The battle forced the Ottomans to give up their dreams of adding Poland to their realm, and gave Poland its self-image of being the defender of Christianity in Europe.
The 'Miracle You've Never Heard Of' campaign about the 1920 Battle of Warsaw, involving two spots, three languages, five articles in the foreign press, sixty posts and dozens of influencers has ended, wrote the Ministry of Culture and National Heritage on Twitter.
In response to articles appearing in Newsweek and the Onet news portal recalling the memories of a Red Army doctor held in a POW camp which he describes as ‘hell on earth’, in a three-page letter to the CEO of Ringier Axel Springer Media, Morawiecki said that ‘no one is allowed to relativize history’ and ‘we cannot allow the true picture of this war to be distorted.’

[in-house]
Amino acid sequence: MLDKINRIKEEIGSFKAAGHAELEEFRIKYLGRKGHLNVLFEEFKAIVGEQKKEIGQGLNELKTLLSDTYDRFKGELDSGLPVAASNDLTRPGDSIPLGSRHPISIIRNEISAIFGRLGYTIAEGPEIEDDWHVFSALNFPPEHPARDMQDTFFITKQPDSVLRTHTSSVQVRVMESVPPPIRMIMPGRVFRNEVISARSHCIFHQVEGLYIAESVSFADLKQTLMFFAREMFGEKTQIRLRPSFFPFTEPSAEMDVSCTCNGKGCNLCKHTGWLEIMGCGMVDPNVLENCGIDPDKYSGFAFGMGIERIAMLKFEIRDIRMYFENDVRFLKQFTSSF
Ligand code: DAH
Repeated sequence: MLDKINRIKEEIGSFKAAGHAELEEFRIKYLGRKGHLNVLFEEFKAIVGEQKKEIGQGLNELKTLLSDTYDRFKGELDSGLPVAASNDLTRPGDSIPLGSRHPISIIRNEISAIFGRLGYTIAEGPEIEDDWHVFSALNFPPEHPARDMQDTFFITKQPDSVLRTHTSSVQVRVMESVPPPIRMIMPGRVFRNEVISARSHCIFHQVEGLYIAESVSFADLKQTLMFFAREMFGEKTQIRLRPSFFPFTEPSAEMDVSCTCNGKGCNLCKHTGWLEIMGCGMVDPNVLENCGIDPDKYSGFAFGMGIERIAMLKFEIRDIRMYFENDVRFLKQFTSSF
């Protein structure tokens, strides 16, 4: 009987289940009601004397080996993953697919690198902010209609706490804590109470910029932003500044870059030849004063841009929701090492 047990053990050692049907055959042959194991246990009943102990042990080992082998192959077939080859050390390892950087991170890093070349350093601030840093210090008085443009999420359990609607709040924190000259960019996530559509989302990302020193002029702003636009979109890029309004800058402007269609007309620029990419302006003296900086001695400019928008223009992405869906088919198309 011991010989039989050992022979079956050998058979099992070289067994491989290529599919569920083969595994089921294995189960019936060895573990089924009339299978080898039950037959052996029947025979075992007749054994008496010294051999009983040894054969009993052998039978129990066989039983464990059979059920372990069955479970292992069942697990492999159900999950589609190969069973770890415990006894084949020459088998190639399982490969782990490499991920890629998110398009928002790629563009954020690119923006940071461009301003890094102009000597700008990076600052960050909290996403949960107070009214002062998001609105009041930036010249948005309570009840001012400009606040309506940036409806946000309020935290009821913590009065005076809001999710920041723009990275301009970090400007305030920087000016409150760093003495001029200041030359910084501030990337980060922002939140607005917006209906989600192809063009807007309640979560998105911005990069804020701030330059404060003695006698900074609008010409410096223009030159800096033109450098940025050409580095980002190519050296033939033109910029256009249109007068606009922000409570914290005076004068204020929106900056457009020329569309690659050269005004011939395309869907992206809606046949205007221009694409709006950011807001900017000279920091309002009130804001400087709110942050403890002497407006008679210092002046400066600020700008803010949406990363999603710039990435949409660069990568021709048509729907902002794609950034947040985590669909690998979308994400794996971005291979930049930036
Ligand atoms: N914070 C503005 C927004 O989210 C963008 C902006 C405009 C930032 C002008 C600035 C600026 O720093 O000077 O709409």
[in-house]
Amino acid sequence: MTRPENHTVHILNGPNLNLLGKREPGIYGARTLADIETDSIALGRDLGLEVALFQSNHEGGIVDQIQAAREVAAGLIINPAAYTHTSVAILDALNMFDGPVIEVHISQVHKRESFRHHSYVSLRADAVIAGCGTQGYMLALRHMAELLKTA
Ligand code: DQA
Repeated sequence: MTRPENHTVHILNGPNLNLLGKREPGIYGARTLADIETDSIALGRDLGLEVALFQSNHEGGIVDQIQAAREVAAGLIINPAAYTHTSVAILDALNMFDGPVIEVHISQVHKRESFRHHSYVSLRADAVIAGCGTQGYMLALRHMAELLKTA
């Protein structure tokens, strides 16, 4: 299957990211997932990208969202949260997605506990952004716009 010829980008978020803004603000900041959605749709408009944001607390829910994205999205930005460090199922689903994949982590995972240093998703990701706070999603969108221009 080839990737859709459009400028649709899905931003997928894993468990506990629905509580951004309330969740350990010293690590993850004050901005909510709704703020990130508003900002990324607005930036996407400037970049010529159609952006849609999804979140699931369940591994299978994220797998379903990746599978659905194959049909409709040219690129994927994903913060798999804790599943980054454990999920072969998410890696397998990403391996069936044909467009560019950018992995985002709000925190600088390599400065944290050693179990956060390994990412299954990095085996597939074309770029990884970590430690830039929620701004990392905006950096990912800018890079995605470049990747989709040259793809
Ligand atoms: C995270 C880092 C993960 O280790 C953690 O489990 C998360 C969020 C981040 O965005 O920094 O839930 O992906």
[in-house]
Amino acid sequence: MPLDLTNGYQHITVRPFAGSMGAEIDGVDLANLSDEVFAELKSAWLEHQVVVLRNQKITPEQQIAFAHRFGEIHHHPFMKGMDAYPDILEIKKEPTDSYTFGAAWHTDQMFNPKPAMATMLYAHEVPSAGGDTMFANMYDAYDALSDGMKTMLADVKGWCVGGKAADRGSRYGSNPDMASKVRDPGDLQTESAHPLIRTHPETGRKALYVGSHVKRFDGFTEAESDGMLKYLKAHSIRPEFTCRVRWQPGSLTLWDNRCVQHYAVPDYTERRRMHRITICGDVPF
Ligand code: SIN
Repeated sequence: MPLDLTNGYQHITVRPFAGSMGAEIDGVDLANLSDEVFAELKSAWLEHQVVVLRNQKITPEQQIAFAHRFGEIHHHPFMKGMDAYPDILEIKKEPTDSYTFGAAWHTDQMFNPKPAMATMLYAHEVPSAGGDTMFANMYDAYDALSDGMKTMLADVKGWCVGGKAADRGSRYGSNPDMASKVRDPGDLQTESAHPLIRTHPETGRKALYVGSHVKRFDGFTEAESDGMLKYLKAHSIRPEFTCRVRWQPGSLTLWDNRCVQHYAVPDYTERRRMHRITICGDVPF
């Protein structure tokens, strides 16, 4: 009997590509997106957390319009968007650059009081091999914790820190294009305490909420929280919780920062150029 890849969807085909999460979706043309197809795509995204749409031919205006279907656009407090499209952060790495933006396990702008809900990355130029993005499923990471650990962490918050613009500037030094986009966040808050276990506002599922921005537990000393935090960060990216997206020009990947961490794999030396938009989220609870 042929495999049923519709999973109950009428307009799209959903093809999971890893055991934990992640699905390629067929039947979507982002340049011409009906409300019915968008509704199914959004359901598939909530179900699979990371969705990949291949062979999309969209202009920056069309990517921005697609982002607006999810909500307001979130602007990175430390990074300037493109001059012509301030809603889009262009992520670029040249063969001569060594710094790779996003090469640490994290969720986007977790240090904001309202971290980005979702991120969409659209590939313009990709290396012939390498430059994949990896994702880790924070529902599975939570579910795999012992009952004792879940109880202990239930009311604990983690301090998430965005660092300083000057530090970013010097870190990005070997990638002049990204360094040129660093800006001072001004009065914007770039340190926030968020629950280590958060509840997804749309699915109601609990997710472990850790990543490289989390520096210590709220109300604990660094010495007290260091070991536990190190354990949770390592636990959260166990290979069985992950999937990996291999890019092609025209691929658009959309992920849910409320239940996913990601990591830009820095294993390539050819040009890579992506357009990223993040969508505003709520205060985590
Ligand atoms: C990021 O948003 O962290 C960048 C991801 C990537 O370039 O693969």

Polish PM Mateusz Morawiecki said on Friday that the centenary of the 1920 Battle of Warsaw should be celebrated not only in Warsaw and Poland, but also all over Europe.
Historians plan to publicise a key battle in European history, which is still little known outside Poland.
The battle’s importance for Poland and the rest of Europe cannot be overstated. According to British diplomat Lord Edgar Vincent d’Abernon it is 18th in the list of the most important battles in the history of the world, ahead of the Battle of Stalingrad and the Battle of Midway.
Covering an area of 360 square metres on the side of a ten-floor apartment building, the mural features historical figures associated with the battle, including statesman Józef Piłsudski.
The construction of a museum devoted to the 1920 Battle of Warsaw, in which Polish forces halted a Europe-advancing Red Army, was launched by Defence Minister Mariusz Blaszczak on a historic battlefield in Ossow, near Warsaw, on Monday.
Standing 23 metres high, the monument will be a type of obelisk known as a gnomon, the part of the sundial that casts the shadow and the top of the monument will bear the date “1920”.